Conquer Creative Slumps Effectively with Jess Hess
I’d like to start by talking about a window. A broken window, specifically. A man by the name of Nathan Howe introduced this idea with his own story of a broken window, wherein a child threw a ball through his window and shattered it, so they boarded it up. The thought of fixing the window was daunting. He’d never repaired a windowpane and he wouldn’t even know where to start.
Daily he thinks of this window and how it needs to be repaired, but the idea of doing something he doesn’t know how to do weighs on him so heavily that he puts this task off for a long time, while the guilt and annoyance of his creative slumps grows. He could hire someone, but he had already convinced himself that was unnecessary because this task would be easy if he could just make time to do it. This minuscule task had become so large and prevalent in his mind, and what seemed daunting before now seemed completely impossible. That was, until he fixed it.
Fifteen minutes and one video tutorial later and he had fixed it. This year-long battle with himself was now over. No more guilt or worry. It was more painful thinking about doing the thing than it was just doing the thing. His mind made a monster out of a mouse, and it resonated with me deeply for my own broken windows. And I don’t mean that as a metaphor, I mean that literally; my house is filled with broken windows. I know his story was meant to be interpreted in a plethora of different ways, but hey, the broken window hit the nail on the head.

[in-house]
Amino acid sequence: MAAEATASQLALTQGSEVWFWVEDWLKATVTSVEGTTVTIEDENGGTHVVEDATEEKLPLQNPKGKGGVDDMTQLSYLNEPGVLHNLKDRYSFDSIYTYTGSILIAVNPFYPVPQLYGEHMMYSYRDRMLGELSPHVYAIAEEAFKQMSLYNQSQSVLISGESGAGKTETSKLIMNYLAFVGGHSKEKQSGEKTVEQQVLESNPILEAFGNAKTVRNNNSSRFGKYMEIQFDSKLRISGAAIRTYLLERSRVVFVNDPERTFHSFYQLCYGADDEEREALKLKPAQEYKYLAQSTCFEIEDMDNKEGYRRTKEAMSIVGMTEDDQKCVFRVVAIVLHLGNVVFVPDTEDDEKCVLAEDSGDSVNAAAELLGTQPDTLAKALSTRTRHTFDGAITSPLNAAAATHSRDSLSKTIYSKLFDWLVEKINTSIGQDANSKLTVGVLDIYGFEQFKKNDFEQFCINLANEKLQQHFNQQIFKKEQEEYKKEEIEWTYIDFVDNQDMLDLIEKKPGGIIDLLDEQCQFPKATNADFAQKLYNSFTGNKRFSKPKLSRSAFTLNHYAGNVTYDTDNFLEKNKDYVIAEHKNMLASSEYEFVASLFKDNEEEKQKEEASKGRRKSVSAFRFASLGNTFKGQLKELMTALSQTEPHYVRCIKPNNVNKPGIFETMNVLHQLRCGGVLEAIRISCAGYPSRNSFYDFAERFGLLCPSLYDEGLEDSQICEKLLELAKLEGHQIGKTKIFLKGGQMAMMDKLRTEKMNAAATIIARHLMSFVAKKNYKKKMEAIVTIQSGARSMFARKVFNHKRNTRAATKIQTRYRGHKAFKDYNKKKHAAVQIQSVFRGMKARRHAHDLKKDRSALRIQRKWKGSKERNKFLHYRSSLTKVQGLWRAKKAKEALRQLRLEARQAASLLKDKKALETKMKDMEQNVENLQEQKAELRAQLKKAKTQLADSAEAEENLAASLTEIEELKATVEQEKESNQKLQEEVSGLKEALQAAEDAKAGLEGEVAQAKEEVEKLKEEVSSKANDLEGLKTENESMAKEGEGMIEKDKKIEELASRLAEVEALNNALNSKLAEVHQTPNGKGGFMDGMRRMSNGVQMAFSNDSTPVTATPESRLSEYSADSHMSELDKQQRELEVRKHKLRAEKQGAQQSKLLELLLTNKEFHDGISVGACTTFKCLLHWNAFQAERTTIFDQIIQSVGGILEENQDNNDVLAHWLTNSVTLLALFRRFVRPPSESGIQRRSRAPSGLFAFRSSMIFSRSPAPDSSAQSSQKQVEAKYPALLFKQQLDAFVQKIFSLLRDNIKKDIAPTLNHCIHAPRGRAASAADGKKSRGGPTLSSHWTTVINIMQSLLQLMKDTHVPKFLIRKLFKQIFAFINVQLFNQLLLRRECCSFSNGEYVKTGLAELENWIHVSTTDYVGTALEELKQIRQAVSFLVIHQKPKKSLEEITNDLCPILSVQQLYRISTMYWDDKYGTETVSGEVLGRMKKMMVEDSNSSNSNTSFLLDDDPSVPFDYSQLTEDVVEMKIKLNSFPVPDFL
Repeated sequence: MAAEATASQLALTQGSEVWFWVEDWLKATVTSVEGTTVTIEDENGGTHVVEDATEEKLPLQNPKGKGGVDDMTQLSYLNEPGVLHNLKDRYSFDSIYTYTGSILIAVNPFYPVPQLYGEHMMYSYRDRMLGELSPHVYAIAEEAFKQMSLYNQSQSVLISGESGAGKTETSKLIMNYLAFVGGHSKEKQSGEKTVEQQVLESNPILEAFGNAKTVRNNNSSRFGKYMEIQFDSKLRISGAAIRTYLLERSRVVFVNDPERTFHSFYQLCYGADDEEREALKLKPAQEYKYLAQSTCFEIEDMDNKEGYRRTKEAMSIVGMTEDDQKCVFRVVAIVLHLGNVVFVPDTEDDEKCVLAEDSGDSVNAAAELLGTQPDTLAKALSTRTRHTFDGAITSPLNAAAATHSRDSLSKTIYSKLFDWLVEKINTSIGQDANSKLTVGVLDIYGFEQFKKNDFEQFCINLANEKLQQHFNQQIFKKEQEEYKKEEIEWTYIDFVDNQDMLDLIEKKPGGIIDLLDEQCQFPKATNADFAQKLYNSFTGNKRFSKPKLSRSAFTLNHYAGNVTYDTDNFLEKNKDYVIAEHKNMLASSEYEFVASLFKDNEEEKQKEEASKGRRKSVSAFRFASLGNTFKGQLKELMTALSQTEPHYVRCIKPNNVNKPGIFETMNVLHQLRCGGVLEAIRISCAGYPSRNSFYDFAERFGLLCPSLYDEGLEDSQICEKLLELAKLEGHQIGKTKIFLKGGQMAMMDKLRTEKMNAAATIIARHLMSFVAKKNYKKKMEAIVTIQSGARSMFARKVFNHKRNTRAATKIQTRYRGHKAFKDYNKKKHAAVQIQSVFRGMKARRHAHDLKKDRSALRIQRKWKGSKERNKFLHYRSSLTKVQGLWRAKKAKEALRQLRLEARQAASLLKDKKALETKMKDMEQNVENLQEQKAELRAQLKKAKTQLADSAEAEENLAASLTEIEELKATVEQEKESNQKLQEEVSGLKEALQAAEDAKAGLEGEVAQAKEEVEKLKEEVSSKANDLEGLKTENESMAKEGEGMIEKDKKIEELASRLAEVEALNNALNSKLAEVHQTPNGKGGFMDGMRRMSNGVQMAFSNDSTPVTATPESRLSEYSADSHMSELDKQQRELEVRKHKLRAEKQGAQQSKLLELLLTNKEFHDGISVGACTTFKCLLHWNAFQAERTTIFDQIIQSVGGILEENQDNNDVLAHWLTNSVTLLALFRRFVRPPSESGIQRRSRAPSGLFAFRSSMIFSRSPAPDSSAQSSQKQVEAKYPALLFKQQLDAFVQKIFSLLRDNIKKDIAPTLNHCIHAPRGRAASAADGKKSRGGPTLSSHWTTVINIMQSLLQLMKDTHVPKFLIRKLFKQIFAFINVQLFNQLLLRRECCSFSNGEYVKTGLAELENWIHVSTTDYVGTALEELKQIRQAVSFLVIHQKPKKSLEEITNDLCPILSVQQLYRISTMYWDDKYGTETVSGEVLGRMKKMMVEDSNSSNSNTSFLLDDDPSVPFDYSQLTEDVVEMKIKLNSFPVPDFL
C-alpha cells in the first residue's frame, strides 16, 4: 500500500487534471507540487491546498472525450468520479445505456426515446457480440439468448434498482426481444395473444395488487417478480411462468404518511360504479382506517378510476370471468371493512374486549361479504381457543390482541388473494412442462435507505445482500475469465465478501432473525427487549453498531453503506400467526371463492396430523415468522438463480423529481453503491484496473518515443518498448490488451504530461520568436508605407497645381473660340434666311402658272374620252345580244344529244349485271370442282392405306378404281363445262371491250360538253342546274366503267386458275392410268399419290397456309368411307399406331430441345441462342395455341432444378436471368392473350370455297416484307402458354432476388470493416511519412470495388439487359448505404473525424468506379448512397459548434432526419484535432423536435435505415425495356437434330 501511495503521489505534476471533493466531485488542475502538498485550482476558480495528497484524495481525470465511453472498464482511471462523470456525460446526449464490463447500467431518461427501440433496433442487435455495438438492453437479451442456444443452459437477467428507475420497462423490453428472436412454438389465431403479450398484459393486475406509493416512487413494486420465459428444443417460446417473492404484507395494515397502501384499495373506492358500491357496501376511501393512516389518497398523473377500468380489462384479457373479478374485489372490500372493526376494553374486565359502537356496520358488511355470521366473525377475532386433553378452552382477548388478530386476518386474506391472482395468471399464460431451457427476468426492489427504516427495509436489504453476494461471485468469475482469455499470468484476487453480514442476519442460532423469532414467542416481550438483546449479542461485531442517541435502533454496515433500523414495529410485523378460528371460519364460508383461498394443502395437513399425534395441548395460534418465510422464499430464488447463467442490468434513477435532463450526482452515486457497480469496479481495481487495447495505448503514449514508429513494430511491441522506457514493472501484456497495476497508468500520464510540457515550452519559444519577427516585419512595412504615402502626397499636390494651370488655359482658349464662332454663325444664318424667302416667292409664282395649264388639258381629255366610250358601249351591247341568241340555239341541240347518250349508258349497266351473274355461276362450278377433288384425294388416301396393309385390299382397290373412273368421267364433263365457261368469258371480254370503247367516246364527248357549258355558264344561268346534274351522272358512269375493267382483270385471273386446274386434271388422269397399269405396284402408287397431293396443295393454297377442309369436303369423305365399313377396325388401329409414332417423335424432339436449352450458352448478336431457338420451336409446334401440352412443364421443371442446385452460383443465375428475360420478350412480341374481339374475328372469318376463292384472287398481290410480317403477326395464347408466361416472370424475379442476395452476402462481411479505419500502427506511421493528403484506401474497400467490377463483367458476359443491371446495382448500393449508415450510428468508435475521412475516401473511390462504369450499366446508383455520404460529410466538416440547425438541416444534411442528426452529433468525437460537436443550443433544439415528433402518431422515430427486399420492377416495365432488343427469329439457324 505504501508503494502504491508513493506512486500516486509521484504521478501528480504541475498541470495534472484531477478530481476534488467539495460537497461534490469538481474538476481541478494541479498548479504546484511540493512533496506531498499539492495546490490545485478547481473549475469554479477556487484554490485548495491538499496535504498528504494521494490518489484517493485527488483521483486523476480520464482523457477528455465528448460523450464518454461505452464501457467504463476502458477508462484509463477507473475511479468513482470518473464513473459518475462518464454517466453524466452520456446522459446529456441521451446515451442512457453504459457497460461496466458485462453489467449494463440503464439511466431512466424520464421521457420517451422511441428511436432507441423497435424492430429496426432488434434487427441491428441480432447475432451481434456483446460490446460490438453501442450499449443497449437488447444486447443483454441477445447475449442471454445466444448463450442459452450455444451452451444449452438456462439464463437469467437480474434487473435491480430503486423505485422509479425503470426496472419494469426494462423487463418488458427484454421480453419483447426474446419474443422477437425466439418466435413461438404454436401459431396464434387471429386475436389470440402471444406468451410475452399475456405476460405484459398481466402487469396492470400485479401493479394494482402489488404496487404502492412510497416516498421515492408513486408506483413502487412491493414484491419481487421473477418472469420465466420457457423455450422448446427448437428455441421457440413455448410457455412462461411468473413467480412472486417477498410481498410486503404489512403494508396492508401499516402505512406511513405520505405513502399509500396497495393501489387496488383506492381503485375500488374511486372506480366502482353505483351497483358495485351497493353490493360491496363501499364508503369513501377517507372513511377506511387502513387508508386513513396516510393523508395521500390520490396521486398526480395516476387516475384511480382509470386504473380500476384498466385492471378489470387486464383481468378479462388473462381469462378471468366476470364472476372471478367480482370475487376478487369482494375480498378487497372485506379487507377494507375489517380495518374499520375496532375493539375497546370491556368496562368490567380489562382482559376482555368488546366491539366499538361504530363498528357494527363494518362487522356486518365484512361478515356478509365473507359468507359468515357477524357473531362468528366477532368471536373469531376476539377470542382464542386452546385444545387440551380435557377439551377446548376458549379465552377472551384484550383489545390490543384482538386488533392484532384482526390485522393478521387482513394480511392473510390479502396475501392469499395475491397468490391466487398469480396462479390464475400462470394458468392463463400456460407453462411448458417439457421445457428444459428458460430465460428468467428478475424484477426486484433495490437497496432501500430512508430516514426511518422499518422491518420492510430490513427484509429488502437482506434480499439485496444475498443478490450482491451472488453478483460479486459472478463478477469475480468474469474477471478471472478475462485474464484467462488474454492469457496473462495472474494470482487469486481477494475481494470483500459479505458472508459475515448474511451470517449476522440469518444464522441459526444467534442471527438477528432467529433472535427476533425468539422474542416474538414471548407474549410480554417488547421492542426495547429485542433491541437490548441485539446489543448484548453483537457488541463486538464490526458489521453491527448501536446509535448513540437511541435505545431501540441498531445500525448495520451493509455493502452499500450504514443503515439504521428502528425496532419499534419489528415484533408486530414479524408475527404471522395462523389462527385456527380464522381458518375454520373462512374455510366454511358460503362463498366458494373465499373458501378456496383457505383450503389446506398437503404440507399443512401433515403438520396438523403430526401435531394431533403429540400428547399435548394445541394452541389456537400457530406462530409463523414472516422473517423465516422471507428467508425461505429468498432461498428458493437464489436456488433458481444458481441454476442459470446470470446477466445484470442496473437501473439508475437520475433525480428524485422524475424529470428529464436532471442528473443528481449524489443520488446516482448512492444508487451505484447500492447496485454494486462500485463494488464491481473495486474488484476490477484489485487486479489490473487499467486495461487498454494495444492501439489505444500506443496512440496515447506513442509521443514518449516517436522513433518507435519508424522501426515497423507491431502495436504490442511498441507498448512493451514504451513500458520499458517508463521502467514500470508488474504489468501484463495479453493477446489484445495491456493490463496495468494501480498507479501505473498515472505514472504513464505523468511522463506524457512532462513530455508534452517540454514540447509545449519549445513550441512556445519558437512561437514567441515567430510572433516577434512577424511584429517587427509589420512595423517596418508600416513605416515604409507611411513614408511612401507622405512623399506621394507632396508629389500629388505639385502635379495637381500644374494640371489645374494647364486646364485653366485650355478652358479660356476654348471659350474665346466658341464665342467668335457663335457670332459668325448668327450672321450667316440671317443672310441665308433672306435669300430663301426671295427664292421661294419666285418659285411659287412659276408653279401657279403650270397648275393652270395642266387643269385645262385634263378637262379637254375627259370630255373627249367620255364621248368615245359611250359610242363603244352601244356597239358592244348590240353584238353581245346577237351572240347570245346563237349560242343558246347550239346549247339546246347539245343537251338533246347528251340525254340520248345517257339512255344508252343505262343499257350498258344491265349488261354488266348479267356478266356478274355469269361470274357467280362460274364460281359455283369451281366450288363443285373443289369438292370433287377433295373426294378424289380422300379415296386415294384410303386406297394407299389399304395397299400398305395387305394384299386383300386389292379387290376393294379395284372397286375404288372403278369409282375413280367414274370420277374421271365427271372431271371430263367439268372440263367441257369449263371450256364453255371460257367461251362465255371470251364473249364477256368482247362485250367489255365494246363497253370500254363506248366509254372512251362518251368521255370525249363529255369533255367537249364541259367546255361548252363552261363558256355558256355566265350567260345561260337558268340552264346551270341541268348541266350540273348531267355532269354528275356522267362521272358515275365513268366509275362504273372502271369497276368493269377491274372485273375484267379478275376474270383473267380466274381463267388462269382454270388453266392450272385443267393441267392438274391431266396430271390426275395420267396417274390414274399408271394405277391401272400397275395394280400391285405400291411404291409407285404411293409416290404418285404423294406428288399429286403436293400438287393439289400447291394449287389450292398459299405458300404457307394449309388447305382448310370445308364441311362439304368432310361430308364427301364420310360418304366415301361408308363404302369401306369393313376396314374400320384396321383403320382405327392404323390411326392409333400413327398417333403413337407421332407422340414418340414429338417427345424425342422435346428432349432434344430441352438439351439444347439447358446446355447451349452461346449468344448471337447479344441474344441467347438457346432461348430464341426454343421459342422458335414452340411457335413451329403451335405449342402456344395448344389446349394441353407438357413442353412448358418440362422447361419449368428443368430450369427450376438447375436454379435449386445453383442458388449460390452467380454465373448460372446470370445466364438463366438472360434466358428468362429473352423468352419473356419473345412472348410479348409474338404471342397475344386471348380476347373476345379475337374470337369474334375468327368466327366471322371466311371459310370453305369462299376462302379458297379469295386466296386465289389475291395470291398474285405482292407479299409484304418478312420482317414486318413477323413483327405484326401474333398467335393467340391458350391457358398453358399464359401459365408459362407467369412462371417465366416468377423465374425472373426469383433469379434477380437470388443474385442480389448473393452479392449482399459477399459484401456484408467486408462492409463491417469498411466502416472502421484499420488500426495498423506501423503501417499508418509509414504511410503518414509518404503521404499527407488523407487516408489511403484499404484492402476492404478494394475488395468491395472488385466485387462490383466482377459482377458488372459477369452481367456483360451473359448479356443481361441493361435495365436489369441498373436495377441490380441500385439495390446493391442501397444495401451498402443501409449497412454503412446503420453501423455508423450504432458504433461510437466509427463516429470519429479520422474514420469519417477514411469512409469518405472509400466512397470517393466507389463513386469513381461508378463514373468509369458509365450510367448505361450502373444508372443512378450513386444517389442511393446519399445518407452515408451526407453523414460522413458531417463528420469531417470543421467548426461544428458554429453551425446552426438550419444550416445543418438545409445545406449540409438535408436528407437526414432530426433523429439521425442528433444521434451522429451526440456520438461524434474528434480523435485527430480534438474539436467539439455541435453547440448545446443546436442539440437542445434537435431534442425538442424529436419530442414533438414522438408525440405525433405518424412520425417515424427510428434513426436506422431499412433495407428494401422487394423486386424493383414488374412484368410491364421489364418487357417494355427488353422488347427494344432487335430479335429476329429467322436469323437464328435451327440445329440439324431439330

I live in a 100-year-old church and the care of this property is quite honestly insane. I can learn to fix a windowpane just as Nathan did, sure. But the thing is that I also have a leaky belltower in need of repair. I have broken gutters, falling plaster and cracking tiles. I have an entire list of things that are equally as important as the broken windows in my home. I’ll have to wear many different hats to tackle all those projects, much like business owners who don many different hats to run the various parts of their businesses.
When I purchased the property, many of the broken windows were covered in black plastic to keep some semblance of separation between the inside and the outside. The plastic worked well enough, with some obvious downfalls. There was no light coming through the windows and it felt suffocating. A gentle breeze would rattle the plastic in ways that only became annoying after hearing them every day for months. A big gust of wind would always find its way through the barrier and winter storms could come inside if they wanted to. But I couldn’t fix all the windows because I still didn’t know how. I could hire out for them, but I couldn’t afford it, especially with many of these windows being original stained glass. The windows weren’t yet important enough to be tackled, but damn, I couldn’t stand that black plastic anymore.